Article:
I applied a thin coat of linseed oil/mineral spirits to the inside of the sash where the putty would go. I let it soak in for about five minutes and then wiped off the excess that hadn’t been absorbed by the wood. I went ahead and applied it to the whole window sash. It can be primed over again later with oil based sealant and I figured it would help condition the wood in the meantime. (The sash looks uneven and blotchy because I only stained the side that would face inward. The outside is going to be painted with white oil based primer so I didn’t bother staining it.)




Now I have to confess to a part of this process I did against the advice of all the experts I’ve talked to. Everyone I’ve spoken to has said that the Dap 33 brand of glazing compound is no good. (“Dap is crap!” is how Bob Yapp put it at his workshop.) But Dap is inexpensive and easily available. I’m using Dap on my project, but I am doing so with the understanding that 1) my windows will be protected behind very good quality storm windows, and 2) I’m going to take great care to make sure the remaining sealing steps get done really well to make the best seal possible. I’m fully aware that the experts recommend a product by Abatron, and if I had my way, I’d do every last thing according to the experts. This is one of those corners I’m going to have to cut, but hopefully I can do it with a little care so that the results won’t be drastically different from the good stuff.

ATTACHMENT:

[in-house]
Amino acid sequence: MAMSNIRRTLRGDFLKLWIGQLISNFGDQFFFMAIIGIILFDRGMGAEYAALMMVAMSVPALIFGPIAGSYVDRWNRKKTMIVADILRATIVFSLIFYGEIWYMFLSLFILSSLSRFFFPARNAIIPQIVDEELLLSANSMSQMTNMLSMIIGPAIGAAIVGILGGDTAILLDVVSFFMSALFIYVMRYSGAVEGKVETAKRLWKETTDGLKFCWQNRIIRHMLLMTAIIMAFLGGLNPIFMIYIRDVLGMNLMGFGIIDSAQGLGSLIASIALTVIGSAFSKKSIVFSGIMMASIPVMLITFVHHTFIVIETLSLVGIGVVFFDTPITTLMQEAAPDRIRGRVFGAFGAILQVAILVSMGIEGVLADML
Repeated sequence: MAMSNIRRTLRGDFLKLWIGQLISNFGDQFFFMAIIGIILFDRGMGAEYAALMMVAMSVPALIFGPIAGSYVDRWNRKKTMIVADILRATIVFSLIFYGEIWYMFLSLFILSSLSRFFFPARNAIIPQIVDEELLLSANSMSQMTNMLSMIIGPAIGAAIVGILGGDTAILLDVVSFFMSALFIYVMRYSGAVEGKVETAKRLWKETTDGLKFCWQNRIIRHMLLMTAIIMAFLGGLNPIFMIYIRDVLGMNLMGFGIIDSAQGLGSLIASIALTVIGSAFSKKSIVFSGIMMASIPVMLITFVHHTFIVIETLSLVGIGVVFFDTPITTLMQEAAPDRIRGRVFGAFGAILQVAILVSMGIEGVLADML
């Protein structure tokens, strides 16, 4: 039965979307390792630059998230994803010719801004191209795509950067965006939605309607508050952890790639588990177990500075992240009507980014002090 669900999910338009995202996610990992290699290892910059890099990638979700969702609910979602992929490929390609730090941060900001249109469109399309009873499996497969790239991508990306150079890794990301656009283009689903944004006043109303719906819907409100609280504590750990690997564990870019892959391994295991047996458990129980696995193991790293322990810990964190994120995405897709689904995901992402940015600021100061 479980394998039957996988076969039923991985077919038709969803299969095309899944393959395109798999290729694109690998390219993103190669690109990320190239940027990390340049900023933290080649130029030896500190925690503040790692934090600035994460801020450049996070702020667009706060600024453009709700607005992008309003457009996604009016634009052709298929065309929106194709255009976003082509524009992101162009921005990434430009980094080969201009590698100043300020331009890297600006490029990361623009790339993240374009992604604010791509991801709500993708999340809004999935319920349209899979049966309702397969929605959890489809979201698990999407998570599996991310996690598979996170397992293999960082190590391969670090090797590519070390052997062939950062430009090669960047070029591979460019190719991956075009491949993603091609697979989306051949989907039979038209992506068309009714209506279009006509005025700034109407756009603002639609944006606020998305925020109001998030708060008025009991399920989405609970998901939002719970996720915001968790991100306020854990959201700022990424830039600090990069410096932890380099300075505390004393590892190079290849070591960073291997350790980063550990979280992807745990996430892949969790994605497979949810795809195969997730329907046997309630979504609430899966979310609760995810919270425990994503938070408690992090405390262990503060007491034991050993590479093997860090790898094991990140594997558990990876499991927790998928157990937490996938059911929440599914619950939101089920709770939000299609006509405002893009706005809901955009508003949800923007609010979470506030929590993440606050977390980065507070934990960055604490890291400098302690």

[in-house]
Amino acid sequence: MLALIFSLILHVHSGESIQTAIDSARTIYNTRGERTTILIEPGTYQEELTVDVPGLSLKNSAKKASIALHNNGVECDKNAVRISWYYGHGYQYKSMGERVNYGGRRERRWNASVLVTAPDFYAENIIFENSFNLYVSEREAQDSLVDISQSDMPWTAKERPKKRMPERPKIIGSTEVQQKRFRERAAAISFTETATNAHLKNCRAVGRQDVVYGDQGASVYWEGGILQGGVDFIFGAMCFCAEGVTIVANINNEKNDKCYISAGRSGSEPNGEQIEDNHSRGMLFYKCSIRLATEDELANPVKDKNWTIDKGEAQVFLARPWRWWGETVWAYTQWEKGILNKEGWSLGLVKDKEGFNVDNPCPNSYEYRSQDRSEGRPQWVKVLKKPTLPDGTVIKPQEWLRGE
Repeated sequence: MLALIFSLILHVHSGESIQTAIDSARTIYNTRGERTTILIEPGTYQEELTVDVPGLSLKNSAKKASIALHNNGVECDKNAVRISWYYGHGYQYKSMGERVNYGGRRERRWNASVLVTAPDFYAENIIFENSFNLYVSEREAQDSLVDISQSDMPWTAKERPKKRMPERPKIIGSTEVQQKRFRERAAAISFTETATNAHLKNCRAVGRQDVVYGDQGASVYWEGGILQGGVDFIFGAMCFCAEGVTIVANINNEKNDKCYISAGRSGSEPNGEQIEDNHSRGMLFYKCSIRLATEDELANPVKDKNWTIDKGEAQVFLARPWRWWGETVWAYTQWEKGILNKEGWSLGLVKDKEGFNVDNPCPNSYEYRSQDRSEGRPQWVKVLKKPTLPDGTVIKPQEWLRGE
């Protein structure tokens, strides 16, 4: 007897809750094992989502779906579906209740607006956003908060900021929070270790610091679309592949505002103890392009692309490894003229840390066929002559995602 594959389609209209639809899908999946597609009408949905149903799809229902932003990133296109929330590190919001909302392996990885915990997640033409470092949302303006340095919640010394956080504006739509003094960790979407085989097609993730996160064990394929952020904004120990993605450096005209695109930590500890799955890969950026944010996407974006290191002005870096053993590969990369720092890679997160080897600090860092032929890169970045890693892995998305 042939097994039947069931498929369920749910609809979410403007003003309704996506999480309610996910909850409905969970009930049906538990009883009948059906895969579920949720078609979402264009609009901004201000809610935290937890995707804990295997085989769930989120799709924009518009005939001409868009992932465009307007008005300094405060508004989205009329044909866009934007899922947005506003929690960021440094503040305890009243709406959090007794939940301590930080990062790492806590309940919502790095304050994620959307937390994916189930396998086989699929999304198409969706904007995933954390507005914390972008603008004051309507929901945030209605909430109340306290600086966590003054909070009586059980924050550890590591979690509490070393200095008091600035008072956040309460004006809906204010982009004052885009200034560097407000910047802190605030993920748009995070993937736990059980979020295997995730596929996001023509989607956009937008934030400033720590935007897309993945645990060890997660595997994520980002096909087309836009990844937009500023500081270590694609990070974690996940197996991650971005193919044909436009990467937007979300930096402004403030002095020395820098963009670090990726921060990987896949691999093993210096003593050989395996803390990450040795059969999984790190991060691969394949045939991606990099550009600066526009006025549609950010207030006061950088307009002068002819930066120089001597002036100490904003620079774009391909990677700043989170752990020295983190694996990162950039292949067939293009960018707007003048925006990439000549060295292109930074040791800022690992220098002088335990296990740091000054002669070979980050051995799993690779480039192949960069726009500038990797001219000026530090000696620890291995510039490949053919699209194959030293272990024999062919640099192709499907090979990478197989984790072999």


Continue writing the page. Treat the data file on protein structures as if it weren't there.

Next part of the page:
When I bought my first can of Dap, I opened it up and pulled out a golf ball sized wad of it. Some of the oil had separated out of it, so I started kneading it to reincorporate it. But it was so sticky it soon coated my hands and was impossible to work with. In frustration I scraped off what I could and dunked my hands in a small can of mineral spirits to wash it off.

When I was a kid my dad was a baker. I remembered that when he was showing me how to knead bread that was too sticky, he floured his hands first and worked some of the flour into the dough until it was the right consistency. I read somewhere that plaster dust could be added to glazing compound to make it more workable, so I took a tip from the bakery and dusted my hands and my worktable with some plaster patching compound.


With my hands coated with plaster dust, the glazing compound worked into a soft, malleable ball.